Earlier today, I attended a forum hosted by Veterans for a Strong America that included three of the Republican candidates for president as their speakers.  The group wanted to have the concerns of veterans and their families addressed in this campaign, but noted that they are a non-partisan group — which became apparent during a later Q&A.  They plan on inviting President Obama to speak to the group at some point, but for today, the focus was on the Republicans.  Despite its proximity in time and geography to tonight’s debate — just a few hours earlier and across the street from the Drake University hall where the debate will take place — the Varsity Theater cinema didn’t fill up with spectators.  It seemed that there may have been as many media people there as attendees.

First to speak was Newt Gingrich, who spent much of his time talking about China, Mexico, and the Middle East.  As usual, Gingrich offered thoughtful analyses of American policies and emerging threats, while finding ways to work in his views on veterans’ issues.  His wife Callista stood by his side throughout his speech, the only candidate to bring anyone else on stage with him:

The next speaker should have been Michele Bachmann.  However, she didn’t appear at the forum, sending her husband Marcus in her place with no explanation for the change.  Marcus delivered what one would presume to have been the speech Michele would have delivered, and did a pretty good job (I’ve met Marcus a few times, but this is the first time I’ve heard him speak in public).  As one might expect, Bachmann’s speech mainly criticized Obama’s policies in Afghanistan, and worked in an attack on ObamaCare as an issue for veterans and their families.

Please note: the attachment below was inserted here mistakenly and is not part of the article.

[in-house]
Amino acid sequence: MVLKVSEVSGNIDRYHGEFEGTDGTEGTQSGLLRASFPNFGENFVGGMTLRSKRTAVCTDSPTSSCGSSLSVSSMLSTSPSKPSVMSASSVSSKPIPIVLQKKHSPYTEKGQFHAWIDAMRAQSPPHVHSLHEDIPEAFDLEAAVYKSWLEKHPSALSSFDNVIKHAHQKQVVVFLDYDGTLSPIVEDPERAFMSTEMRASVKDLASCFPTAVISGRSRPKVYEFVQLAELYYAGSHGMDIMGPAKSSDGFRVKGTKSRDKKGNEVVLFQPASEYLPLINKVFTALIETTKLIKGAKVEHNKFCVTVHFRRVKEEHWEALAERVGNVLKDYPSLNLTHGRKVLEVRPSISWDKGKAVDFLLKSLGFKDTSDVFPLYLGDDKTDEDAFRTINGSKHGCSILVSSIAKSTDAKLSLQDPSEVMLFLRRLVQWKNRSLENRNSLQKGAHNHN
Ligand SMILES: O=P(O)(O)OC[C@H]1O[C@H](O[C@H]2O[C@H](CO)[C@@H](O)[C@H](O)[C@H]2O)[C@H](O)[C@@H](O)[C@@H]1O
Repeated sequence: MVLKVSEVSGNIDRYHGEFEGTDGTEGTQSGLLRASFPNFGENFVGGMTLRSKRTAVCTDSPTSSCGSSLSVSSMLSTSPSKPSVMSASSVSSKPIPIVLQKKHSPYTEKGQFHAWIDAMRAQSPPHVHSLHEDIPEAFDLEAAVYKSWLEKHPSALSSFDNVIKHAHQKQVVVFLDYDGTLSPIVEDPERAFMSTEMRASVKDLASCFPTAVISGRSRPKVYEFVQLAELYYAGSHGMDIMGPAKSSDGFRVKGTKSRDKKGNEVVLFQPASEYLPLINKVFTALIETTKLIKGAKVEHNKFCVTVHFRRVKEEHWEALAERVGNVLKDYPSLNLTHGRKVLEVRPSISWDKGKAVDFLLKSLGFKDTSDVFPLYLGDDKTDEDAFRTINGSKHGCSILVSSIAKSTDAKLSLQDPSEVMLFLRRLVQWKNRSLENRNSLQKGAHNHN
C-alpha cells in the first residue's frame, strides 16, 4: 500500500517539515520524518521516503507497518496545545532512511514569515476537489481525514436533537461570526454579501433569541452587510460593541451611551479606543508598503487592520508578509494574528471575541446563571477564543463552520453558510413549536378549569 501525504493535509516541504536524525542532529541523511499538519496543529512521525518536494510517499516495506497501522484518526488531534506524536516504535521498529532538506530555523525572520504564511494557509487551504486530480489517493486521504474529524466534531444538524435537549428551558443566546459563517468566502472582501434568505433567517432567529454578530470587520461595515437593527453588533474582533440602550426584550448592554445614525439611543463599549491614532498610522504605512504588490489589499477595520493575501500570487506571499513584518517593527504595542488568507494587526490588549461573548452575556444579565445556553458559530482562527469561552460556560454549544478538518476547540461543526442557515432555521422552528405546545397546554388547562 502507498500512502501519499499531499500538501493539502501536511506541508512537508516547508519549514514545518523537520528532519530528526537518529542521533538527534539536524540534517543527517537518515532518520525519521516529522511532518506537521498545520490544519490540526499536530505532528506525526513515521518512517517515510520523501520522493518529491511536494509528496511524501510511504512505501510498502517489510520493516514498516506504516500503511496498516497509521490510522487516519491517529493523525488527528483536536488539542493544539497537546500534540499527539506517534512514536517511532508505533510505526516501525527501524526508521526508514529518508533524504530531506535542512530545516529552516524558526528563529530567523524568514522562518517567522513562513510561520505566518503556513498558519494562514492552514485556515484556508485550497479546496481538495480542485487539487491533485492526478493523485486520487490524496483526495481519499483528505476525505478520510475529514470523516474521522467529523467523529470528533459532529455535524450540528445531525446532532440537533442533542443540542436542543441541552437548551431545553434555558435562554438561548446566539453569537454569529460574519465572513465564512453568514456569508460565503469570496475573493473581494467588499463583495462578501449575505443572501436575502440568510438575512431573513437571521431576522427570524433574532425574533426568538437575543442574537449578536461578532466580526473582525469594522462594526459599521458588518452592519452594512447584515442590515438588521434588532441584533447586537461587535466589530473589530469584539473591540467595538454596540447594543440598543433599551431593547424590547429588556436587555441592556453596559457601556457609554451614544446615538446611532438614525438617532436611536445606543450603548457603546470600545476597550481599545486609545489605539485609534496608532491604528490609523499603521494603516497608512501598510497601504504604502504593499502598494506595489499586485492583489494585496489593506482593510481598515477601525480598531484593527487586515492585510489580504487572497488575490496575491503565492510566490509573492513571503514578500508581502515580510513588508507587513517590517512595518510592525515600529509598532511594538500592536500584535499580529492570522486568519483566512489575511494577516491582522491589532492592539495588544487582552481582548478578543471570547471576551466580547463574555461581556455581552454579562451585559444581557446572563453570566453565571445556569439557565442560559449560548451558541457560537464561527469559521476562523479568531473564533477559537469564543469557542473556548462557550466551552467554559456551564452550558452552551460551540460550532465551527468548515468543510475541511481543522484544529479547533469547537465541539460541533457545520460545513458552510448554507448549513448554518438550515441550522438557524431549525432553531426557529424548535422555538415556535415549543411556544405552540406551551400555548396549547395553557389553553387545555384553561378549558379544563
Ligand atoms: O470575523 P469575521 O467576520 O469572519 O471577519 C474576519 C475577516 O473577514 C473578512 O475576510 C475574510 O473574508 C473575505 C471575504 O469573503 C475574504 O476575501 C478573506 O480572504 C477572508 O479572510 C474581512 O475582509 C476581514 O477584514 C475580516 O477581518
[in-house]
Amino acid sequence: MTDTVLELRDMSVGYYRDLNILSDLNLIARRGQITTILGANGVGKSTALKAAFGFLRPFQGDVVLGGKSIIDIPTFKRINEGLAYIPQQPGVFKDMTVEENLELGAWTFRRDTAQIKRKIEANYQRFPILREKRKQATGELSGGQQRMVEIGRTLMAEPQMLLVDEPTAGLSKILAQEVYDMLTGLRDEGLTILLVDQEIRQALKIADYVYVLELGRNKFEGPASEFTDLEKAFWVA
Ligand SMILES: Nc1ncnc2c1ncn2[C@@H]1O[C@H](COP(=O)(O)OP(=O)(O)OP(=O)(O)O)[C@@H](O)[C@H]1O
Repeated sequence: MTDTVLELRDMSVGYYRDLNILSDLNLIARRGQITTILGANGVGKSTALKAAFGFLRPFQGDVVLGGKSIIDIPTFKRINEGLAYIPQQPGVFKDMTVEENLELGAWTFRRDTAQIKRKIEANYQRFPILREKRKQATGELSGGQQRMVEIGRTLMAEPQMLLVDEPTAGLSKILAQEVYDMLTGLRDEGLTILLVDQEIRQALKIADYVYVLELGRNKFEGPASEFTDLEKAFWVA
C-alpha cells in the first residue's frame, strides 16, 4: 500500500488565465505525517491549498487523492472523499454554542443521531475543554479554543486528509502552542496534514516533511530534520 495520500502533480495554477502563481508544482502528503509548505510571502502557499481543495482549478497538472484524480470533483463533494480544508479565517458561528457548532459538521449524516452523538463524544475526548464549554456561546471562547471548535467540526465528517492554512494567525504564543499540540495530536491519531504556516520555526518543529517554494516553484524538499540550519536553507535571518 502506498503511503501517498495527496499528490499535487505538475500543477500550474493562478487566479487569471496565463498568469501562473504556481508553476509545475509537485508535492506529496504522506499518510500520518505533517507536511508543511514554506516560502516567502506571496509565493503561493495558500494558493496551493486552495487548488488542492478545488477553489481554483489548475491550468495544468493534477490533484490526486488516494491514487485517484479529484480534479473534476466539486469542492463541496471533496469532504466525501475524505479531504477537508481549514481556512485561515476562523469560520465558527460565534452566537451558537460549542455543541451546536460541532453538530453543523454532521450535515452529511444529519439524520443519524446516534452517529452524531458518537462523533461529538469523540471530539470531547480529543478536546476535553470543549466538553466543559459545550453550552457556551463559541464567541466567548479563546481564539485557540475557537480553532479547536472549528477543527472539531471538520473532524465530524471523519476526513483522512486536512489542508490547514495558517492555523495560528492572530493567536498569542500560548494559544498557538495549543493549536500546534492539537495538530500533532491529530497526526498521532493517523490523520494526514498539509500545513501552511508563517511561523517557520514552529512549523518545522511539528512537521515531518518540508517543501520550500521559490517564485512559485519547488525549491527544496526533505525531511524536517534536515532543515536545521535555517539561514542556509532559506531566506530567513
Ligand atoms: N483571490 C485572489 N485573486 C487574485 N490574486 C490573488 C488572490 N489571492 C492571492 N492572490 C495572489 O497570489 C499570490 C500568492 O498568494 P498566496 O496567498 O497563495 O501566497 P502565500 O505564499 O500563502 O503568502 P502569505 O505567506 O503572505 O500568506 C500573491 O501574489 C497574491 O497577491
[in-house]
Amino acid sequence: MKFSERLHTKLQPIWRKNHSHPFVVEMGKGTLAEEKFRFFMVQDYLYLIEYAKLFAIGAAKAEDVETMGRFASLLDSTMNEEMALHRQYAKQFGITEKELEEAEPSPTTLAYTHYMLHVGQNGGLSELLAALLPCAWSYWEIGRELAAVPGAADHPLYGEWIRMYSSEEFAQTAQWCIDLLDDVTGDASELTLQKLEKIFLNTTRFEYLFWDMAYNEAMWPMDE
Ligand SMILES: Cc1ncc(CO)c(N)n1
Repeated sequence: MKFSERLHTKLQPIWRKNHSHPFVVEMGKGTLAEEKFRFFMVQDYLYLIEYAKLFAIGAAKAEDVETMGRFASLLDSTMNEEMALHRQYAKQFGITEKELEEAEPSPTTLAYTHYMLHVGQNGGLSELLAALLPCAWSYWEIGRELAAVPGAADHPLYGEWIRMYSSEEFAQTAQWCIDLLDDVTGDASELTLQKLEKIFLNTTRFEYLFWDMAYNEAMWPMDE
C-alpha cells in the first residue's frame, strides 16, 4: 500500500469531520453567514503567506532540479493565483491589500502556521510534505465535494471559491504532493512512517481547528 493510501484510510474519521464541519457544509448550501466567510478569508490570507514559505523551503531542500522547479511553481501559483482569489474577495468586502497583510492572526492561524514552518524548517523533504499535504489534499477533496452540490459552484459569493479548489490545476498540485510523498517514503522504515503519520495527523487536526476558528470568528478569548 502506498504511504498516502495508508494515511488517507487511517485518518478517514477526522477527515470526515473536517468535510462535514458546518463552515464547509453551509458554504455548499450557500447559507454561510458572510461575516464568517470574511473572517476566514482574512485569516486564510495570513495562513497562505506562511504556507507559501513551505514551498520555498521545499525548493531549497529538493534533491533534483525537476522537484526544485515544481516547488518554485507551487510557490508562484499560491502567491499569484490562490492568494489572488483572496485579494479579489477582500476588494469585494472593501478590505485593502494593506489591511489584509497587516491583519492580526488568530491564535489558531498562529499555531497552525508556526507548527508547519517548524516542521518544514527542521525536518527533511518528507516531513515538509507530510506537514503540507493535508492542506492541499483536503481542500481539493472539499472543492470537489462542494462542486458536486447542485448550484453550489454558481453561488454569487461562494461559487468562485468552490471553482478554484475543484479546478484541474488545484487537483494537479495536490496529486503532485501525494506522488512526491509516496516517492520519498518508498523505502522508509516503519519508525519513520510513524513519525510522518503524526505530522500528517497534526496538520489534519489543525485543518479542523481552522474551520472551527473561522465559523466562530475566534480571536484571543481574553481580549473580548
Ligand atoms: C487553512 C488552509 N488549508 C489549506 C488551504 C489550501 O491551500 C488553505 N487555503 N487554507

Rick Santorum spoke next, seemingly extemporaneously on foreign policy and veterans’ affairs.  Santorum focused on Iran and on proper resourcing for the military, but left enough time to take two questions from the audience — the only speaker to do so.  Both questions are in the video below.  The first was a lengthy back-and-forth with a man sitting directly in front of me about global warming and its impact on the military, and the questioner is clearly not happy with Santorum’s dismissal of the concerns.  The second and last question has to do with waterboarding as torture, which Santorum also rejected:

Rick Perry closed out the event, but he had the shortest speech. His presentation started with a campaign video, a compilation of endorsing messages from Medal of Honor recipients and other veterans which was rather impressive. Perry mainly focused his speech on Barack Obama’s foreign policy, at one point stressing that he wouldn’t “lead from the back nine” as Obama has. Compared to other speeches I’ve seen Perry give, he seemed a little tentative and muted, but was warmly received: